By Ejikeme Omenazu, Lagos

WITH the May 29 inauguration of Nigeria’s President-elect, Muhammed Buhari, drawing closer, pressure is mounting on the White House and President Barrack Obama on who to represent the United States at the event.

Information available to Daily Independent on Monday May 18, 2015 indicated that while the immediate past U.S. Assistant Secretary of State, Johnnie Carson, was said to have President Barack Obama to send his Deputy, Vice President Joe Biden, to lead the American delegation to the event, a pro-Africa U.S. lobby group in Washington DC and the Christian Association of Nigerian-Americans (CANAN) were requesting him to attend the event in person.

In a statement issued over the weekend, Carson, who had advised Obama, as the most senior government official on Africa (after the Secretary of State) until late 2013, however, requested that the U.S. President visits Nigeria in July while heading out to East Africa as already announced.

However, there were indications that the U.S. President was not yet ready to announce a delegation to the Nigeria’s presidential swearing-in ceremony on May 29, according to Natalie Wozniak, a White House spokesperson.

But, such an announcement could be done in the forthcoming week, based on traditional practices by the White House.

There had been reports and claims that Obama was planning to send a high-powered, presidential delegation possibly led by his wife, the VP or the U.S. Secretary of State.

Specifically regarding the Buhari-Osinbajo inauguration, Carson stressed that “President Obama should send a high level delegation to President Buhari’s inauguration in Abuja on May 29.”

According to him, “this delegation should be led by Vice President Joe Biden, who engaged with both President Jonathan and President-elect Buhari in the run-up to the presidential election.”

The former U.S. official said if Biden “is unable to go, Secretary of State, John Kerry; National Security Advisor, Susan Rice; Homeland Security Secretary, Jeh Johnson, or Agriculture Secretary, Thomas Vilsack, should lead the delegation, which should include senior officials from several cabinets departments, including the Department of Defense.”

In a similar vein, CANAN and another leading U.S. group released separate statements asking the US President to be personally present at the May 29 event in Abuja.

The group – Constituency for Africa – is one of the leading organisations in the U.S, “committed to educating and mobilising the US public on matters pertaining to Africa.”

Its president, Melvin Foote, in the statement, argued that “last month, Nigeria completed its election process in a peaceful and transparent manner. While the U.S. applauded this positive feat, our involvement cannot conclude just yet.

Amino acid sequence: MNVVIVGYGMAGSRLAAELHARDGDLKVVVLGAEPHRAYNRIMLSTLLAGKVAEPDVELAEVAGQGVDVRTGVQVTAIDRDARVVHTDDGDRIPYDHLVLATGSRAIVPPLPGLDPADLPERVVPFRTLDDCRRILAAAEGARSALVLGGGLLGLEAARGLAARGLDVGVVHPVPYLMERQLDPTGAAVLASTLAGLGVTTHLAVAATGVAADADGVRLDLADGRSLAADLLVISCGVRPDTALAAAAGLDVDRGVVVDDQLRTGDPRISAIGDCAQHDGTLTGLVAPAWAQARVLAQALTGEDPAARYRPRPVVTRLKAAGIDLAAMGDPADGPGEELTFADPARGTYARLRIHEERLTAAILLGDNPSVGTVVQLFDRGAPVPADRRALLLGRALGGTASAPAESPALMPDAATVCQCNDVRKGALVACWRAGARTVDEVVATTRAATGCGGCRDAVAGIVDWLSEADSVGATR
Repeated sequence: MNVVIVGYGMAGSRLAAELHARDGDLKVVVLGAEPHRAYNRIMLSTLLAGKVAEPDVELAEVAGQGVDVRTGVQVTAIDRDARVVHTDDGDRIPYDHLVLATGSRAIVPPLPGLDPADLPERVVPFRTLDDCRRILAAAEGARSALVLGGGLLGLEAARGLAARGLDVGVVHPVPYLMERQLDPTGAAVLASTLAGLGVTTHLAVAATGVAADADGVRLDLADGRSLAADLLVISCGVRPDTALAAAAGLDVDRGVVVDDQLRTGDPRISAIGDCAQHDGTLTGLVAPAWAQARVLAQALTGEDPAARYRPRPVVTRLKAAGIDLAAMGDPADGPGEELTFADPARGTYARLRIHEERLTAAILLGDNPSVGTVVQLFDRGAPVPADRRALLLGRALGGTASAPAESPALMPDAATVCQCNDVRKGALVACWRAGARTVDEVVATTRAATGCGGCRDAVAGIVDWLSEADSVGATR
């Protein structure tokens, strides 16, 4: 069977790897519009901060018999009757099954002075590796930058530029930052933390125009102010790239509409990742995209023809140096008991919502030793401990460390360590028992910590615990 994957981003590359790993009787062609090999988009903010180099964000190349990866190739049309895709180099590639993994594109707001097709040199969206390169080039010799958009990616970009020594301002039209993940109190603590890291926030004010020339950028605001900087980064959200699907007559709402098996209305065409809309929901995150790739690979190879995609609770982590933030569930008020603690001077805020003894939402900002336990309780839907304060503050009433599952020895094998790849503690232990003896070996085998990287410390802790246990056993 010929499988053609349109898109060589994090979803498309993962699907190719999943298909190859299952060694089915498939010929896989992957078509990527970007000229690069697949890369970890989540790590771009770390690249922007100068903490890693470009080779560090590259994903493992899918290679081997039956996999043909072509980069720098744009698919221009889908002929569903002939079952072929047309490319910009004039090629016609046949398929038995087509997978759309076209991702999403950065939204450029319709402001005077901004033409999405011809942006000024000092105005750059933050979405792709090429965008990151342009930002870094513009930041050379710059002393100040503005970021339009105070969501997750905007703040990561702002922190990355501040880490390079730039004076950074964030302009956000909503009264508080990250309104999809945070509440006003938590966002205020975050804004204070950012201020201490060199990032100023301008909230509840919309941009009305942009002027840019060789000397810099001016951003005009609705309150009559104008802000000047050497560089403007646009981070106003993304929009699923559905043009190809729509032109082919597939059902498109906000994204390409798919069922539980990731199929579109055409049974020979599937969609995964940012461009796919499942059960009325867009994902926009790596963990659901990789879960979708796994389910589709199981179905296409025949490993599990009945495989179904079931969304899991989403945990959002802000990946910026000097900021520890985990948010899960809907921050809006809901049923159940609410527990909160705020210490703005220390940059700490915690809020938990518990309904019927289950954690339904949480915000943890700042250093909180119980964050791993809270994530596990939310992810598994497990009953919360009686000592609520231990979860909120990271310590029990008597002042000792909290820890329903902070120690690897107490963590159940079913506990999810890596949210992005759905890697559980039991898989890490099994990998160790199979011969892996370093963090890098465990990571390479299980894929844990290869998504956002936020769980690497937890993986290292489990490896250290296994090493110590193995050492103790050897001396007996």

“In fact, in some ways, it is only just beginning, which is why I strongly urge President Barack Obama to attend the inauguration of President-elect, Muhammadu Buhari, on May 29.”

He added: “President Obama’s presence at this historic inauguration would send the right signal at the right time.

“This election was a landmark victory for democracy in Africa and for struggling people elsewhere around the world, and his participation would make a powerful statement of hope and renewal.

“Nigeria is in the balance. While it is dealing with a brutal terrorism campaign in the north, and multiple other development challenges elsewhere across the country — still it is the largest economy in a very important part of the world and – is poised to achieve much more in the years ahead.”

CANAN, in its own statement, asked Obama to consider attending the Buhari-Osinbajo inauguration as a means of further spurring the democratic fervour and ferment which is currently at play in the country.

According to the National Secretariat of CANAN, “while with the help of the Lord, Nigerians take the lead in the credit for the successful elections, the role of the US President and government cannot be over-emphasised.

“We remember how President Barack Obama took time to personally record and send an official White House video message to Nigerians ahead of the presidential elections, saying all the right things.

“By attending the inauguration personally, Obama will cap the whole affair graciously and end the controversial fallouts of the exclusion of Nigeria in his prior visits to Africa.

“CANAN wishes the President takes a very deep reflection on this matter and add a great spur to the ferment of change that is ongoing in Nigeria by being personally present at the Buhari-Osinbajo inauguration on May 29.

“It will set a new tone not only in US-Nigeria relations, but in US relationship with Africa as a whole.”

In his statement urging Obama to visit Nigeria in July when he is scheduled to visit Kenya and Ethiopia, Carson said “it would be deeply troubling for many Nigerians to see Africa’s largest democracy snubbed at this important moment in its history.

Carson, who advised Obama on Africa all through his first term in office and beyond, conceded that “relations between Abuja and Washington have frayed over the past two years, largely over security issues and differences over the handling of Boko Haram.”

He suggested that by sending a high powered delegation to the presidential inauguration in Nigeria and then dropping by in Nigeria on his way to East Africa in July, Obama could bring about a new beginning between Nigeria and the U.S. with the emergence of the Buhari-Osinbajo presidency.

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